Out of the Ordinary: InstaFund La Prima Racing Experiences the Fernie Gravel Grind

Aug 7, 2020 at 9:29
by Carter Nieuwesteeg  

InstaFund La Prima X Fernie Gravel Grind
Team InstaFund La Prima and Mt. Hosmer's Ghostrider // Nick Nault
It’s been a season that has gotten completely turned upside down not once but multiple times, forcing events to drop off months in advance and leaving racers chomping at the bit for any sort of competition or fast paced adventure. The Canadian based Women’s UCI Continental Team, InstaFund La Prima Racing, made the most of the rather uneventful season by joining forces with the Fernie Gravel Grind for a truly out of the ordinary team camp on the back roads surrounding Fernie, British Columbia. Like the infamous Ghostrider on Mt. Hosmer, some rides live on forever, and this week’s unforgettable gravel adventure was certainly one of those rides.

Photo taken by Aidan Jones
The Bull River, just as peaceful as it is dangerous // Aidan Jones
During the first week of August, InstaFund La Prima Racing traveled with four of its athletes and team mechanic to experience the gravel hype that has been steadily brewing in the area ever since the inception of the Fernie Gravel Grind in late January of this year. The Fernie Gravel Grind is a non-profit fundraiser gravel ride for the local trail building organization, the Fernie Trails Alliance, that has since gone virtual featuring 7 incredible backcountry gravel routes and epic draw prizes for participants to choose from. Joining team InstaFund's East Kootenay adventure were a mixed bag of locals: Nick Nault professional photographer, Aidan Jones gravity athlete for Pivot Cycles, and Carter Nieuwesteeg event organizer of the Fernie Gravel Grind and cross-country athlete for Santa Cruz Bicycles. Both Nick and Aidan worked tirelessly around the gravel adventures capturing the special moments while Carter played tour guide.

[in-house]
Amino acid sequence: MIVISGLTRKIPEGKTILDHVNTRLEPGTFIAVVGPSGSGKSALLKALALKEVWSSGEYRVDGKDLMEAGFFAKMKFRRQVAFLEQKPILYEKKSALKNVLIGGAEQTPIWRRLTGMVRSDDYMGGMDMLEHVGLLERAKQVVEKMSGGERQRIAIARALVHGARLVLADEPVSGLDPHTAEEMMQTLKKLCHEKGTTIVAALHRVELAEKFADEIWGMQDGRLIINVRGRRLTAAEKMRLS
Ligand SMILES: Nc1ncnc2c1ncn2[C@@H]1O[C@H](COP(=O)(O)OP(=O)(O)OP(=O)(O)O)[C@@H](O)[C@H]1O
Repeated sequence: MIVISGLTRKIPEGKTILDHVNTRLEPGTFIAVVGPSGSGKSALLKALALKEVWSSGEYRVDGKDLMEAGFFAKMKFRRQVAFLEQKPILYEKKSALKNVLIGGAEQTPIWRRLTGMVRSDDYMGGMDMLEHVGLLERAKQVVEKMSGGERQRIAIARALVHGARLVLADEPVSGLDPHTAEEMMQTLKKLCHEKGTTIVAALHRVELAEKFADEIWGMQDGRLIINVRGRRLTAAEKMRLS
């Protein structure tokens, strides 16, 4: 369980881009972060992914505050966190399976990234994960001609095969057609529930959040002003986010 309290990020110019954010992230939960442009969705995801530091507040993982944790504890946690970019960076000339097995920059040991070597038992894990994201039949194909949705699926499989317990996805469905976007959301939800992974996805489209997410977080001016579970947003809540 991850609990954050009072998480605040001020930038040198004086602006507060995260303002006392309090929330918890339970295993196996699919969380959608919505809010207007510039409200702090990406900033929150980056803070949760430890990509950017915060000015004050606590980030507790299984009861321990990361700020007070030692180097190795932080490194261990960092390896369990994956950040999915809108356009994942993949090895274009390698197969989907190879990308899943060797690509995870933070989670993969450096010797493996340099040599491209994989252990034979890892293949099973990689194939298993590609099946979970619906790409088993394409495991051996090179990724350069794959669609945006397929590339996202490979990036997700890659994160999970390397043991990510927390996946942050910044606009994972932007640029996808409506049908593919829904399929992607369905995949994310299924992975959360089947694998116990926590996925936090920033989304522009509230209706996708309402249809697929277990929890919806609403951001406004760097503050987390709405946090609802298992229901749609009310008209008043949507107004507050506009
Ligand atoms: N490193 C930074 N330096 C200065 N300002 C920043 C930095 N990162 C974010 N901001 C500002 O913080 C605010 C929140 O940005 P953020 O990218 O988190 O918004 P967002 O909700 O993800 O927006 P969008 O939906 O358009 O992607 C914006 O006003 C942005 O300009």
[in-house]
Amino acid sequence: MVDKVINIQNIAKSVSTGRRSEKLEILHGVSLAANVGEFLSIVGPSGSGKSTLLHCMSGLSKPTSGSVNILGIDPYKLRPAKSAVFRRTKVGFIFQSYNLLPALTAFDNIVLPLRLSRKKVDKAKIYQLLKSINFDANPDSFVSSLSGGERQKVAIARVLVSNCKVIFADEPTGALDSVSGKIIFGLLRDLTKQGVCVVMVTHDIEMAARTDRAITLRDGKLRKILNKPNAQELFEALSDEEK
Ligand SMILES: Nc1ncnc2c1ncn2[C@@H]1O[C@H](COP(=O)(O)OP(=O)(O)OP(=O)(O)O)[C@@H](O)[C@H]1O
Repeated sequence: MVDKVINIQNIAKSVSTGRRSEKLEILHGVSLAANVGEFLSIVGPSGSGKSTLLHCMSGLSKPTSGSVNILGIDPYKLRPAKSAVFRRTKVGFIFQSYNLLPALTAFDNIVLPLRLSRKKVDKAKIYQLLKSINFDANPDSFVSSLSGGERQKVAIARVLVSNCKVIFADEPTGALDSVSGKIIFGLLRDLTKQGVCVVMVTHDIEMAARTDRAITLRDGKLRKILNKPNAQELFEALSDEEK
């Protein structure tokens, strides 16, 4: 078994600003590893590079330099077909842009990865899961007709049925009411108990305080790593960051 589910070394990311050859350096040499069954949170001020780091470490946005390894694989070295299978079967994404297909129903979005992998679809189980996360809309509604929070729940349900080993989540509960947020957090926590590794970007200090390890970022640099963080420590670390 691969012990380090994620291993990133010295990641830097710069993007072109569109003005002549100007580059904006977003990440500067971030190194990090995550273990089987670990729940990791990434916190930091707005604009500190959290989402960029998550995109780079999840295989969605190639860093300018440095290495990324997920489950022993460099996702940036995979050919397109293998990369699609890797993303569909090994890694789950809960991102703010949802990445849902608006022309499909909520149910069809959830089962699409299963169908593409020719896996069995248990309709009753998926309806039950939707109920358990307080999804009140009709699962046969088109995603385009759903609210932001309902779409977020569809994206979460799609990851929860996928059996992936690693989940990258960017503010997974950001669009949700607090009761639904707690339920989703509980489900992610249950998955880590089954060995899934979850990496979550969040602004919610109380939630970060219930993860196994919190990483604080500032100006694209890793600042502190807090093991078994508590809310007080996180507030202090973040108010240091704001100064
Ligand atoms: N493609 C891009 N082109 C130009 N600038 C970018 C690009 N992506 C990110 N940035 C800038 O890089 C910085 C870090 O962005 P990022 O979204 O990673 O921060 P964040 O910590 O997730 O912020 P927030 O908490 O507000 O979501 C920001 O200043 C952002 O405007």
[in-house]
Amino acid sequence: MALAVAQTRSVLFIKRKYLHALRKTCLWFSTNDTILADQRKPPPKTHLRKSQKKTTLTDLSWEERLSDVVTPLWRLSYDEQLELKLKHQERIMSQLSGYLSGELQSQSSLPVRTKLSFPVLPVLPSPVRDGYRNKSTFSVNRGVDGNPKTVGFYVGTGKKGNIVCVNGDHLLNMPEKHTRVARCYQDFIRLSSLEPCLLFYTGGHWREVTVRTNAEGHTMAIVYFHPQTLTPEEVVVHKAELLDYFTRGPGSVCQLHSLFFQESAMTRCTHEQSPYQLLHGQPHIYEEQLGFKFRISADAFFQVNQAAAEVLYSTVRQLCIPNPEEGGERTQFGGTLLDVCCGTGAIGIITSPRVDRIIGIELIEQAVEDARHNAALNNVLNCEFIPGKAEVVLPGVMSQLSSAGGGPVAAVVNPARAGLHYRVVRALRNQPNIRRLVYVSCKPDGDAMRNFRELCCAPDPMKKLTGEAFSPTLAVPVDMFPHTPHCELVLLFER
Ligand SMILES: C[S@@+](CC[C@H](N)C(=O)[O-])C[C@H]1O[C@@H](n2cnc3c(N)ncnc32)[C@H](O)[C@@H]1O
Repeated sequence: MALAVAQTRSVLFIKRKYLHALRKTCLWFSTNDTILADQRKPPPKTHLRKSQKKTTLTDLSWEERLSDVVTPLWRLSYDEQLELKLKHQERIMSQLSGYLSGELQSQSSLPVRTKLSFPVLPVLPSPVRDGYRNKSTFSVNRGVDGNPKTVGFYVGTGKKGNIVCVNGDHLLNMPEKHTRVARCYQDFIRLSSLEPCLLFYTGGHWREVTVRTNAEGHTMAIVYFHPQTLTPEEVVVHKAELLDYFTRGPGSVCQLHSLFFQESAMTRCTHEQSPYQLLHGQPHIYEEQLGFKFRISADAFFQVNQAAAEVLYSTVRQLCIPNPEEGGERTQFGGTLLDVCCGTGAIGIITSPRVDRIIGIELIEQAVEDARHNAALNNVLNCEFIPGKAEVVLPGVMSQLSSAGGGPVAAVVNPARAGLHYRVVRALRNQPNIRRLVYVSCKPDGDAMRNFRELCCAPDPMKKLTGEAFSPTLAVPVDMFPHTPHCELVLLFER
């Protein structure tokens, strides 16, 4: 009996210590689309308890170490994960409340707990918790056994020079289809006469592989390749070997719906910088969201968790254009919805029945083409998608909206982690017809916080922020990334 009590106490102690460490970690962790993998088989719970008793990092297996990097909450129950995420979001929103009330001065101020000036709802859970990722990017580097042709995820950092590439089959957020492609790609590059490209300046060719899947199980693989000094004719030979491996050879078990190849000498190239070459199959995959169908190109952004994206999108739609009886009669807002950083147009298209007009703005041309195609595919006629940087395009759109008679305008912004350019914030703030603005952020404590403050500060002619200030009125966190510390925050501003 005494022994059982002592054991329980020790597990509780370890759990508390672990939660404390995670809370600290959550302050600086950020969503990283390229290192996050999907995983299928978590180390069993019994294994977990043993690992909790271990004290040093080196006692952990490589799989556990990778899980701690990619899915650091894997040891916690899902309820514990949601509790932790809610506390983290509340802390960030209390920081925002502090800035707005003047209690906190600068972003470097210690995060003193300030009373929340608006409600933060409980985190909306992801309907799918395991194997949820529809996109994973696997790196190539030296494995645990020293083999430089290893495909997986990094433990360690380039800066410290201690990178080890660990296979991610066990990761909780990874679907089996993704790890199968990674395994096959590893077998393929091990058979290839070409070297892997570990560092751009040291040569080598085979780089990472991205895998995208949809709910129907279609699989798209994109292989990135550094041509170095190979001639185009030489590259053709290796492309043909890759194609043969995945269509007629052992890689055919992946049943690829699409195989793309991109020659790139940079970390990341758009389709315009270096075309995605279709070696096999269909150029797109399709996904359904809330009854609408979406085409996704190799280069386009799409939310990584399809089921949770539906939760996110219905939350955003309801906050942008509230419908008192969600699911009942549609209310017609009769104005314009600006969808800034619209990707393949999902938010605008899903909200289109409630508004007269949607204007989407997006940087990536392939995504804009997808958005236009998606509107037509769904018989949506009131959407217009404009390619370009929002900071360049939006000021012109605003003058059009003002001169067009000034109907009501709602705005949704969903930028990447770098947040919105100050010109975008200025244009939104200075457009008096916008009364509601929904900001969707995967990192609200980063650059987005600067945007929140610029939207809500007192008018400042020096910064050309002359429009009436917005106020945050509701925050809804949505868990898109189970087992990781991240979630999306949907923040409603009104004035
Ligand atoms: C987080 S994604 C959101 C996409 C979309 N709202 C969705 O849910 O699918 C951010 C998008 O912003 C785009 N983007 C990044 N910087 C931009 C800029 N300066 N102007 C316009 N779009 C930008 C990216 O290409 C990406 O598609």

Professional Road Racers Turned Gravel Grinders
Photo taken by Nick Nault
Isabella Bertold, InstaFund La Prima Team Director and Racer // Nick Nault
Kristen Kit, InstaFund La Prima Racer, Coxswain for Canada’s Olympic Rowing Team // Nick Nault
Photo taken by Nick Nault
Ngaire Barraclough, InstaFund La Prima Racer // Nick Nault
Photo taken by Nick Nault